All About Simena (Kaleköy)

A visit to the castle village of Simena is usually a highlight of our Kekova cruises. Located on Turkey's Mediterranean coast between Kaş and Demre in the Antalya region, and overlooking the Sunken City of Kekova, the village's ancient stone citadel is centred in the the environmentally protected Kekova region – and was once an important watch tower in the battle against pirates in the region.

While Simena has never been a major city like nearby Myra, archaeologists have determined that this stretch of coastline has been inhabited since the 4th century BC – based on the discovery of Lycian, Roman, Byzantine, and Ottoman artifacts. The settlement's main role has been that of a fishing village and harbour.

What Makes A Visit to Simena So Special?

Most would agree that it's the ruins of the castle built into the top of the hill during the Middle Ages, and the surrounding Lycian necropolis. The castle we see today is built in the Byzantine style, but stands on the foundations of an earlier structure built in Lycian times. It was built by the Knights of St. John for monitoring and protecting the coastline from invasion.

Many of the castle's crenelated walls are still standing, and the small theatre carved into the rocks – with a capacity for 300 people, it is reported to be the smallest theatre in the Lycian region – is in remarkably good condition.

The village surrounding the castle also harkens back to ancient times. The village's residents live in small stone houses built onto the hillside, connected by steep, narrow and winding paths and staircases. (During tourist season, they hawk their wares to tourists making the steep climb to the castle.) There are a few bars and restaurants – all of which seem to serve homemade ice cream! – and a few pansiyons for accommodating visitors.

Ancient tombs (sarcophagi) dot the landscape around the village, including an oft-photographed, partly submerged sarcophagus in the village's natural harbour. Just to the east of the castle walls, several impressive free-standing Lycian tombs are still in evidence today. Although they've been damaged by time, weather, and war, the inscriptions are still visible, providing historians with invaluable about the area's earliest residents.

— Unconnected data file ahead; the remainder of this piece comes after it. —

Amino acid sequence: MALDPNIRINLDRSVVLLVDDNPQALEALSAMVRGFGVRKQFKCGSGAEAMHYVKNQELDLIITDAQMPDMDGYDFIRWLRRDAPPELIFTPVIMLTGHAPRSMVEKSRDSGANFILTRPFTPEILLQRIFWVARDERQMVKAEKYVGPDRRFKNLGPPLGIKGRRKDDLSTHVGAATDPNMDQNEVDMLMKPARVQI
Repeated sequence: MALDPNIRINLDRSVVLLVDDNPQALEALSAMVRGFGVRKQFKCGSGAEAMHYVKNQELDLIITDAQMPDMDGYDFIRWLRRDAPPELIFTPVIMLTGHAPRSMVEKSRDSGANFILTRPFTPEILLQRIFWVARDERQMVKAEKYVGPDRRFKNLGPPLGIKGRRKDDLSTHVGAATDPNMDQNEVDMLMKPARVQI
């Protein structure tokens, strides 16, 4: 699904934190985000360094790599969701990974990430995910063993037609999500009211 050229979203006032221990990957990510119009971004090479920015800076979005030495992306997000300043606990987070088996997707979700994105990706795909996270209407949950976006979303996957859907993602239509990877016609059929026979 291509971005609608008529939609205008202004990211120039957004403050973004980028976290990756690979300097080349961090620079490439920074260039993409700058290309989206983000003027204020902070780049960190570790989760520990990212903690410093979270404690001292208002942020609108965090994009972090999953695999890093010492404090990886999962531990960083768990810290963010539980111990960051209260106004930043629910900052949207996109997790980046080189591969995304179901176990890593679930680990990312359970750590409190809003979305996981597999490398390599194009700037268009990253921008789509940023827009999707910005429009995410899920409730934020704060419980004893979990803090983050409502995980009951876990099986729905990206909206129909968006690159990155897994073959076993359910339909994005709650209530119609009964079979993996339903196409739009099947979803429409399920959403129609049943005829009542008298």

Although there is electricity and running water in Simena, there are few modern conveniences in the community. There is no post office, bank, medical clinic or pharmacy. There are no roads – and therefore no cars. The only way to access the village is on foot (from nearby Uçağiz) or by boat. A visit to Simena is truly an escape from modern-day life.

Highlights of Visiting The Castle Village of Simena

The ruins at Simena are part of Turkey's national museum system, so a nominal fee is charged for entry into the castle walls. (The Muze Kart can also be used for entry.) We recommend that all able-bodied guests visit the site at least once – the views of the Kekova region from the top of the castle are incredible! (Unfortunately, Simena is not a good site for anyone with mobility challenges.)

The majority of visitors to Simena arrive by boat. We make a point of stopping by every time we're in the Kekova region – and, weather permitting, try to anchor overnight in the Kekova channel directly in front of the castle. This gives our guests plenty of opportunity to visit the castle ruins and explore the village at their leisure. Waking up to the sight of the morning sun shining on the castle walls is unforgettable!

The channel running between Simena and the Sunken City at Kekova Island tends to be busy with tour boats during the middle of the day, but is quiet in the early morning, late afternoon, and evening, making it a lovely spot for a swim or paddle. The water is clear and clean, and we've spotted plenty of Sea Turtles and a few dolphins in the area.

The Final Word on Simena

Our Blue Cruise holidays along the Lycian Coast to the Kekova region often include an overnight stop at Simena, allowing guests to appreciate the beauty of the castle by day and night! Guests can explore the village and surrounding area, visit the castle ruins (a nominal admission required), or enjoy some of the best home-made ice cream on the Turquoise coast while visiting Castle Village. We highly recommend it!